We now know that Pluto has mountains comparable in size to our own Rockies. This leads to the theory that there is water on the planet for it is only water ice that will support such peaks. Where there is water there may be life. The images also show that the surface of Pluto is much smoother than we had believed. It had been theorized that it would be pocked with craters from objects flying into its surface but that is not the case. It is actually rather beautiful and the evidence leads scientists to believe that it is still very young, no more than a hundred million years or so. The photos of one of its moons, Charon, have been stunning and will give rise to studies far into the future.

While we were all busy with the routines of life something quite remarkable was just waiting to be discovered. The ingenuity of mankind has once again humbled us. It is in the incredible miracle of our thinking that our futures are most certainly assured. Mankind grows and evolves and learns in breathtaking ways. Our world is constantly changing and most often for the best. Our natural curiosity and determination are the keys to unlocking the wonders that we have not yet even dreamed of understanding. The world of 1930, when Trumbaugh first discovered Pluto could never have imagined the way that we live today and the knowledge that we have gleaned in less that a hundred years. It makes me wonder what grand things will improve our learning and way of life in the future. 

In a few hours I will enjoy the miracles of modern medicine. A doctor will make two small holes in my knee and explore the painful and injured area with a scope, removing the tissue that is causing my problems. I will be in a sterile environment with machines monitoring my every breath. Within under an hour my knee should be repaired. I will return to my home in the evening and if all goes as expected I will be walking again before the weekend is over.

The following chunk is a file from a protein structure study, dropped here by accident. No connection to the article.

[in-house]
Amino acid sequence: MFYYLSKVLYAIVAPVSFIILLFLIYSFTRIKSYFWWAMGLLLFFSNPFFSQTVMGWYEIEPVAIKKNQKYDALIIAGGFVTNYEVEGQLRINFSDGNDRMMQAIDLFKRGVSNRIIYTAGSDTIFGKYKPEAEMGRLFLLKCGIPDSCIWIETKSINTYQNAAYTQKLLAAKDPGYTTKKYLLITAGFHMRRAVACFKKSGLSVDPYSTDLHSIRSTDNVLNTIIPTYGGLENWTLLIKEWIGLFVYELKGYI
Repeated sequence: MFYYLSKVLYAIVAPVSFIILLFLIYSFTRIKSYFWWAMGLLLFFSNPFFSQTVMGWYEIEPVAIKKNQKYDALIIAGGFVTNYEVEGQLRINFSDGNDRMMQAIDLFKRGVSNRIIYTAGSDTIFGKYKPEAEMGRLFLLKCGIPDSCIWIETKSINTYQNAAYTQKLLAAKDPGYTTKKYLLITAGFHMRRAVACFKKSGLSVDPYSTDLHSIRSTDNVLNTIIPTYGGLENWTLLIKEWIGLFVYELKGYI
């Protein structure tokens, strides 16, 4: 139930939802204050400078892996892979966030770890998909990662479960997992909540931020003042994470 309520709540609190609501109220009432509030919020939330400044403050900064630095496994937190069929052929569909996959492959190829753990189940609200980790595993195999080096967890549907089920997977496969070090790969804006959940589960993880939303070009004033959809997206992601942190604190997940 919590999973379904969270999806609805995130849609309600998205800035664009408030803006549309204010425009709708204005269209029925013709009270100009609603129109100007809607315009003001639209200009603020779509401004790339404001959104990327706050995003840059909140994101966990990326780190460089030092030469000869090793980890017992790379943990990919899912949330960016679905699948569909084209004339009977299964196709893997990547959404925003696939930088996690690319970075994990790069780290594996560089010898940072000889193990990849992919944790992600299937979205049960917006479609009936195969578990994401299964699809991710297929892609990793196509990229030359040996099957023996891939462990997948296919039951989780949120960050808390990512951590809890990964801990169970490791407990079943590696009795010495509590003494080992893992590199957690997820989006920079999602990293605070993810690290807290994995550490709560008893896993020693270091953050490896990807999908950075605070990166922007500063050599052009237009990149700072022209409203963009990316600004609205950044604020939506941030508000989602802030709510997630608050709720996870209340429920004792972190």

There was a time not that long ago when I would have limped in pain for the remainder of my life. Although I am quite healthy in every other way the quality of my existence would have been far more limited than it will ultimately be. Instead I enjoy the fruits of scientific progress like few in the history of mankind. I will live longer and without many of the problems of my ancestors. 

It’s quite popular today to complain that the world is going to hell. I constantly hear individuals moaning about what they don’t have. Projects like New Horizons put our ordinary lives into perspective. We humans are in fact quite an amazing species. I like to think that we may struggle with certain problems for a time but history shows us that we somehow manage to eventually make things right. It is in our natures to be creative in the sciences and in the arts. We strive to make our world more comfortable and in the process we do indeed move ever forward. 

I suppose that in a way, like the scientists who nurtured the New Horizons explorations, I am feeling a bit emotional about what we have learned in the last couple of days. My faith in my fellow man has been bolstered. I sense that we have goals that are bigger than ourselves. My love of space has been revitalized. For at least a time we have a beautiful distraction from the ugliness that has seemingly surrounded us for so long. We are reminded that the human race and our universe is simply incredible!